Mentions: Transthoracic echocardiography showed a dilated and hypertrophied right ventricle with a moderately decreased systolic function and a moderate pulmonary valve stenosis (peak gradient 42 mmHg) with a mild pulmonary regurgitation. The pulmonary arterial pressure (PAP) could not be estimated. He underwent MRI to quantify the extent of right ventricular (RV) dilatation and dysfunction. The right ventricle was moderately dilated (RV end-diastolic volume 304 ml versus left ventricular end-diastolic volume 198 ml) and systolic function was mildly impaired (ejection fraction 45 %). Flow through the pulmonary artery was larger than through the aorta, and there was a consistently larger stroke volume of the right compared with the left ventricle, which could not be explained by valvular regurgitation. Magnetic resonance angiography revealed a partial aberrant pulmonary venous connection (PAPVC) of the right upper lobe to the superior caval vein (Fig. 2). Subsequently, a cardiac CT was performed, which revealed an UCS type II (Fig. 3). In addition, a pseudo-aneurysm was seen at the distal anastomosis of the homograft.Fig. 2

Bottom Line: Patients with congenital heart disease corrected in early childhood may later in life present with cardiac symptoms caused by other associated congenital anomalies that were initially not diagnosed.Nowadays, several noninvasive imaging modalities are available for the visualisation of cardiac anatomy in great detail.We describe two patients with an unroofed coronary sinus, a rare congenital anomaly which could be diagnosed using a combination of modalities including echocardiography, cardiac CT and cardiac MRI.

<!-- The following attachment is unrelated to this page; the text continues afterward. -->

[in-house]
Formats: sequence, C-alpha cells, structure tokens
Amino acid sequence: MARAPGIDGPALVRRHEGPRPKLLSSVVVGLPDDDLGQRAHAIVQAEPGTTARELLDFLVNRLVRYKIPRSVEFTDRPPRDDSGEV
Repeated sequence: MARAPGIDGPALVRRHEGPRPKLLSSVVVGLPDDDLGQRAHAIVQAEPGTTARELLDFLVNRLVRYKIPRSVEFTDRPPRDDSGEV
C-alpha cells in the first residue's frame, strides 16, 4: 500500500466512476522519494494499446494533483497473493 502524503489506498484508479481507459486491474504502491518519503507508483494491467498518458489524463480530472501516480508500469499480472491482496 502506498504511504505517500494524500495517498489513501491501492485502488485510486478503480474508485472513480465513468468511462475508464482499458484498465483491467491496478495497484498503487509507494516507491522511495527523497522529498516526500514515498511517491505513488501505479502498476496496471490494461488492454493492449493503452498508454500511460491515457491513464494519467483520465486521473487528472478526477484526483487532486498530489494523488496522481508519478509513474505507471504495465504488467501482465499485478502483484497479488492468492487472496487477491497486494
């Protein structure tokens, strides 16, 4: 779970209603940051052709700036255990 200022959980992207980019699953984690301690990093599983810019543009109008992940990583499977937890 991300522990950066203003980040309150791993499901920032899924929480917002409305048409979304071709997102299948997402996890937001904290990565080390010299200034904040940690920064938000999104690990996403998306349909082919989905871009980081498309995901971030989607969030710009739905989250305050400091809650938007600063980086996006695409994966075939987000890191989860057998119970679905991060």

View Article: PubMed Central - PubMed

Affiliation: Department of Cardiology, St. Antonius Hospital, Koekoekslaan 1, 3435 CM, Nieuwegein, the Netherlands.

ABSTRACT
Patients with congenital heart disease corrected in early childhood may later in life present with cardiac symptoms caused by other associated congenital anomalies that were initially not diagnosed. Nowadays, several noninvasive imaging modalities are available for the visualisation of cardiac anatomy in great detail. We describe two patients with an unroofed coronary sinus, a rare congenital anomaly which could be diagnosed using a combination of modalities including echocardiography, cardiac CT and cardiac MRI.

No MeSH data available.


Related in: MedlinePlus